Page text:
By VM Campbell December 1, 2016 If affordable pesticide-free food sounds good to you, then thank the bats. That's what scientists discovered when they set out to investigate how bat activity affects crops.
Bats are the main predator of nocturnal insects, including crop pests, and with bat populations falling due to disease and development, researcher Justin Boyles and colleagues wondered what declining bat numbers mean to humans on an economic level.
They focused on how much money bats save farmers in pest control and found on average, that if bats were to send out invoices, farmers would be getting billed at about $74 an acre. In total, bats save the agriculture industry between $3.7 billion and $53 billion a year, roughly averaging $22.9 billion per year, depending on the number of acres being farmed in areas with bat activity.
$22.9 billion is a lot of money, but it doesn't take into account additional expenses associated with higher pesticide use. These include costs associated with insects evolving resistance to pesticides, and the possibility that increased use of pesticides can cause declines in both environmental and human health. The study also did not examine the impact of bats on the control of forest insects. Many insects, such as the pine processionary moth that eats pines, are expanding their range due to a warming climate. This means that bats are likely to help the economics associated with forestry as well.
How does this concern you? These little warriors can eat their body weight in insects nightly, and devour enough to help keep pesticides off our food, and fresh produce more affordable. So, at the very least, they deserve a thank you. But in the last decade, bat numbers have been plummeting due to disease and land development, and it's time to put any prejudices aside, recognize the important roles they fill, and help advocate for their well-being. White-nose syndrome is an introduced fungus from Europe that has killed more than 6 million cave-dwelling bats since it was first discovered in the U.S. in 2006. Certain species have suffered more than others. The Little brown bat was once the most numerous predatory mammal in the Northeast; now it is all but gone in less than 10 years. Meanwhile, cave-hibernating bats' migratory tree-bat cousins are being killed across the continent by wind turbines. One study estimates that by 2020, as many as 100,000 or more bats will be killed every year by turbines in the Mid-Atlantic Highlands alone.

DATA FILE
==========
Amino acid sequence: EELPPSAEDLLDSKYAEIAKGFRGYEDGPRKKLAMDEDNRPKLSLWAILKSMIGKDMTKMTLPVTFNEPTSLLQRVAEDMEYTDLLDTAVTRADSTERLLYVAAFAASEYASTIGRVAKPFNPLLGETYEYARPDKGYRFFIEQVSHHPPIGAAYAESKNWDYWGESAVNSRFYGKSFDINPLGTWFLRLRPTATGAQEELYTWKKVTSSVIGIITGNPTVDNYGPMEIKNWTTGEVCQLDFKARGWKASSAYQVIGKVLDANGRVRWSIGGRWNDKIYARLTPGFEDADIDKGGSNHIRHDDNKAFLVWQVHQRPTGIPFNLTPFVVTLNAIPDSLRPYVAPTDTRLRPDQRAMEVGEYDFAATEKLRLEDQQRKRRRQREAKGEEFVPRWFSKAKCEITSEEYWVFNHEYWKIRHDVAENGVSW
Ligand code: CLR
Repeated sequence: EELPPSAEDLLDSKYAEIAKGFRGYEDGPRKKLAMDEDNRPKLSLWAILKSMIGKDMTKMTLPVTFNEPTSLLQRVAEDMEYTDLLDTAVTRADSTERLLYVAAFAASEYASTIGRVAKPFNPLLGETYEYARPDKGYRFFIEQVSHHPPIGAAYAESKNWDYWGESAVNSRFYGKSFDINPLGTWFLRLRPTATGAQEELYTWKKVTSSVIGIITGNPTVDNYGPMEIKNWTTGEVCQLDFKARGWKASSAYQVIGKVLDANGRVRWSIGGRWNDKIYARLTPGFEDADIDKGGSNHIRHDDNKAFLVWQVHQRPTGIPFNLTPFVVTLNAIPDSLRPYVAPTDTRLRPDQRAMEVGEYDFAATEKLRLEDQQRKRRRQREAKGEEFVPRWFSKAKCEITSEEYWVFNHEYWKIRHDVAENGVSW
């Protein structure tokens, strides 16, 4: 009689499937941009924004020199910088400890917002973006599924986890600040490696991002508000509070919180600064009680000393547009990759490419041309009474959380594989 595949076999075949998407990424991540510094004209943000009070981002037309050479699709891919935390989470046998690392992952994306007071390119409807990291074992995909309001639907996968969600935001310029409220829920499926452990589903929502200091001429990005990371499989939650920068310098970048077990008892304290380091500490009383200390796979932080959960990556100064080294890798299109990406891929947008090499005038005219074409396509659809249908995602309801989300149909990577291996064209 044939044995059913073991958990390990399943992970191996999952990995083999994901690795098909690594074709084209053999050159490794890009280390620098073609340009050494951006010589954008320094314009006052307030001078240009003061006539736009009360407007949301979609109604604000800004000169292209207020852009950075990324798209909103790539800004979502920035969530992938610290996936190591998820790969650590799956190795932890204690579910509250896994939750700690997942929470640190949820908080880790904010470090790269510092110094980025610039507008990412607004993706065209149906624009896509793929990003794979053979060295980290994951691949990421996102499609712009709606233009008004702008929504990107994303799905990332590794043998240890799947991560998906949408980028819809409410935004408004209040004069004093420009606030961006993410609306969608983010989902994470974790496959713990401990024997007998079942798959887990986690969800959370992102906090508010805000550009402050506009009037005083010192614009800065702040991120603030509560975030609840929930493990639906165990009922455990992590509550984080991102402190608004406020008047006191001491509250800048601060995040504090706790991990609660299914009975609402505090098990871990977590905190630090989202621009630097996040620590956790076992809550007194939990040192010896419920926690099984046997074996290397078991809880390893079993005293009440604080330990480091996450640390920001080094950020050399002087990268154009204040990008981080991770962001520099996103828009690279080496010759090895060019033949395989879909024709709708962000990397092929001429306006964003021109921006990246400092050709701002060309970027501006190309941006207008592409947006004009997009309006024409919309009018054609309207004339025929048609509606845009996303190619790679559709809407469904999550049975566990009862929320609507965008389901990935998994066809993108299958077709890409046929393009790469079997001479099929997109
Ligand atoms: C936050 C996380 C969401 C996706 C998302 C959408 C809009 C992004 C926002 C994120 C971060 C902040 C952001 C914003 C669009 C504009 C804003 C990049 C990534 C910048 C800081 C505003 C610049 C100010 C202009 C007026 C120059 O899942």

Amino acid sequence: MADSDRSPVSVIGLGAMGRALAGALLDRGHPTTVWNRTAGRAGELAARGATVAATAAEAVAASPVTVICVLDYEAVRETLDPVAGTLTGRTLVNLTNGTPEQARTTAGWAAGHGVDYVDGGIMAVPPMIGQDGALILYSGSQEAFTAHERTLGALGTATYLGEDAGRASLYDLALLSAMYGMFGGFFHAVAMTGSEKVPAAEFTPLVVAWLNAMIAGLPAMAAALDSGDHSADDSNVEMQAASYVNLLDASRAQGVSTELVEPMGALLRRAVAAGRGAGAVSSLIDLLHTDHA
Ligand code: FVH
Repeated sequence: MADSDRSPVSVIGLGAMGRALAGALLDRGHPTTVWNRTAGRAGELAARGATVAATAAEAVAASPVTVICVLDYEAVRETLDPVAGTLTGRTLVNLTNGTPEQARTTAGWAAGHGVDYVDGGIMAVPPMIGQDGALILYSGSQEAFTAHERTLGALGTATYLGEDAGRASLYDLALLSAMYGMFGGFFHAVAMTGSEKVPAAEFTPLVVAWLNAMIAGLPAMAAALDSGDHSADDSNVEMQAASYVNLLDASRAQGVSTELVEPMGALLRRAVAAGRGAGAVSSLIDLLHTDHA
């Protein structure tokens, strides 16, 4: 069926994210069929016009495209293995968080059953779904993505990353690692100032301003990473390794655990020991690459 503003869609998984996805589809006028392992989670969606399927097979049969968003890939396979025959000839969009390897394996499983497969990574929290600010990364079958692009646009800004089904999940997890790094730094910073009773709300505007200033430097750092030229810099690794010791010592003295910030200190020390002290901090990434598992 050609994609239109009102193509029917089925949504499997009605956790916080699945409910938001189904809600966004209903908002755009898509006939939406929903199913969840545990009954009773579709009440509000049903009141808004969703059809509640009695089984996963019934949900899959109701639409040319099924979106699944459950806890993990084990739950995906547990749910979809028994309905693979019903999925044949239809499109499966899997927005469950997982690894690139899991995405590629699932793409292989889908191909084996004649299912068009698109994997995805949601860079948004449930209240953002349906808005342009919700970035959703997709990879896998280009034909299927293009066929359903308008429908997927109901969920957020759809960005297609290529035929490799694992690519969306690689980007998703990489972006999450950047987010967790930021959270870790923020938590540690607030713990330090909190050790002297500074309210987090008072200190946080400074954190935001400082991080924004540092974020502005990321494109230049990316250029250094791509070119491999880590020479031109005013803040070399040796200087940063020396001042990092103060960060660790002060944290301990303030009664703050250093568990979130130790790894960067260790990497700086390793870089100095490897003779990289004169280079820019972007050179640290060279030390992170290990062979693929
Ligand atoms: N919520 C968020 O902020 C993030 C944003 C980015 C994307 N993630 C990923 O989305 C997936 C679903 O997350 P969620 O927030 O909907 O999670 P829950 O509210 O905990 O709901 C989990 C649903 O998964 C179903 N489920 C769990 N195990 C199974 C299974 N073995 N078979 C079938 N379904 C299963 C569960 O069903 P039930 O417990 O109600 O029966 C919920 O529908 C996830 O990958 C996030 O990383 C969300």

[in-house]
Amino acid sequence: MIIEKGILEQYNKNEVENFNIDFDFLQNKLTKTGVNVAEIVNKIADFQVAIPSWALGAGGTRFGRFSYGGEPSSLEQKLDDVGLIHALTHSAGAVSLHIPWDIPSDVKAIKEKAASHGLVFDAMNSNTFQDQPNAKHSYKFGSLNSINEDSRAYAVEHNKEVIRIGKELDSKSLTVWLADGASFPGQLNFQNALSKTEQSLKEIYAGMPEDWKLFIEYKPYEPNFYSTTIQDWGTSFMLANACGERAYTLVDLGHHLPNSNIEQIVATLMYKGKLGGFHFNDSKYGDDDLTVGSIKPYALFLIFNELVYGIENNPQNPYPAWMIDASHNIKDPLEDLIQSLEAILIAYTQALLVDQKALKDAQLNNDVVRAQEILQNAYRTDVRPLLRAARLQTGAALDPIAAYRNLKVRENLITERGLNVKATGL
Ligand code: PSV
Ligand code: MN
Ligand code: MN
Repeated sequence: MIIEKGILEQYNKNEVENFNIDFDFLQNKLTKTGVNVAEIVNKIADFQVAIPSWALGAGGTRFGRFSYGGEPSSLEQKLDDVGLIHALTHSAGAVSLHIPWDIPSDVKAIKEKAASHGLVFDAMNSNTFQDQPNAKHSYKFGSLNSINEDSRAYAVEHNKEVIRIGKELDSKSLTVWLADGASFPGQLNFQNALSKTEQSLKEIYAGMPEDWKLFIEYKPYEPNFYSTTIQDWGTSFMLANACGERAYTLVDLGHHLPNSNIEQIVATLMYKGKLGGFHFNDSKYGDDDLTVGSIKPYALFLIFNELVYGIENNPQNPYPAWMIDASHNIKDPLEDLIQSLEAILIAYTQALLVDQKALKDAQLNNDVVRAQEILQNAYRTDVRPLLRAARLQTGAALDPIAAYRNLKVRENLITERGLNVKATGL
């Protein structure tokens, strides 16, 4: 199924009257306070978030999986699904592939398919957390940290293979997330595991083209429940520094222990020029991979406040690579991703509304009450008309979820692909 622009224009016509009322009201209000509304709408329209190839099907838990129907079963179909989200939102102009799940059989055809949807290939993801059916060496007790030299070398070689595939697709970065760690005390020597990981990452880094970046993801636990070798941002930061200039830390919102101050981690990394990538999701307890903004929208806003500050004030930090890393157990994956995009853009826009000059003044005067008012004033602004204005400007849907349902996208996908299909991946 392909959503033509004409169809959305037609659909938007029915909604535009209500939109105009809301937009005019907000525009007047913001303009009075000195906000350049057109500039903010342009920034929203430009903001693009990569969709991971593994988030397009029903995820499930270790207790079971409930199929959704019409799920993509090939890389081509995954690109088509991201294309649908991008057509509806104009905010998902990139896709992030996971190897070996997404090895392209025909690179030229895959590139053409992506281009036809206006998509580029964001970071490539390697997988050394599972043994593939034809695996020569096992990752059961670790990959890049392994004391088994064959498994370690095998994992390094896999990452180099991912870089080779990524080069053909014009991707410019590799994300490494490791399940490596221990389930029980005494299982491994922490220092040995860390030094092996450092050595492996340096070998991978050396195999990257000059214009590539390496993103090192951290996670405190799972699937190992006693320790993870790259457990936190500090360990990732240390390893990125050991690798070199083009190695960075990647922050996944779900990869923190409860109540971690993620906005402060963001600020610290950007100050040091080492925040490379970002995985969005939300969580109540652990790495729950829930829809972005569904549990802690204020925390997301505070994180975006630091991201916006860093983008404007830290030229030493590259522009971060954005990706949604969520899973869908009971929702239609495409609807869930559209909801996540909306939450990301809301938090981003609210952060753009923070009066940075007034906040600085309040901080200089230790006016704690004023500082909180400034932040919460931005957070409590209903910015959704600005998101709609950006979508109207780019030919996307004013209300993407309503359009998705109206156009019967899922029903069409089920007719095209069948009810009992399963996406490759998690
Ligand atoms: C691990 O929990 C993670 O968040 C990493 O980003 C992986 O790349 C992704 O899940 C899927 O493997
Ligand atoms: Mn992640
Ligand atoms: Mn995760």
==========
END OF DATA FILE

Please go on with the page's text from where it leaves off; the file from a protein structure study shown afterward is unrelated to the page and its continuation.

These threats mean that bat numbers are falling every day, and insect numbers are rising. And sadly, bats are also threatened by human misunderstanding. Many people think all bats have rabies and they are weird, and dirty, and kind of like insects. In fact, less than half a percent have rabies and they will die of it, they don't carry it. You are more likely to encounter rabies in an outdoor cat. Bats clean themselves constantly and are more related to humans than rodents. Like other mammals, they even nurse their young, while holding them close under their wings.
With such large declines, and so many threats, we need to do whatever we can to help, even if it's just educating ourselves not to kill a bat if it happens to be roosting around our homes. Let's put aside our prejudices and see these little mammals for what they are: incredible insect-munching machines that help us in so many ways. They keep our food healthy and with disease from mosquitoes on the rise, I'm happy to have a colony living near my house.
Researcher Justin Boyles agrees, “Bats are much maligned, but deserve protection if for no other reason than the ecosystem services they provide to humans.”
Reference: Boyles, J.G., et al. (2011). Economic Importance of Bats in Agriculture. Science 332: 41-42.
Planting a rainforest: Did you know some estimate fruit bats are responsible for more than 90 percent of the reforestation of the world’s rainforests via seed dispersal? Without these bats we would lose these forests without cutting down one tree.
In the photo to the right, a Peter's dwarf epauletted fruit bat approachs ripe figs in the Ivory Coast. Small fruit bats provide invaluable reforestation, accounting for 95% of initial seed dispersal into clearings. Worldwide, bats are primary dispersers of wild figs. Photo by Merlin Tuttle.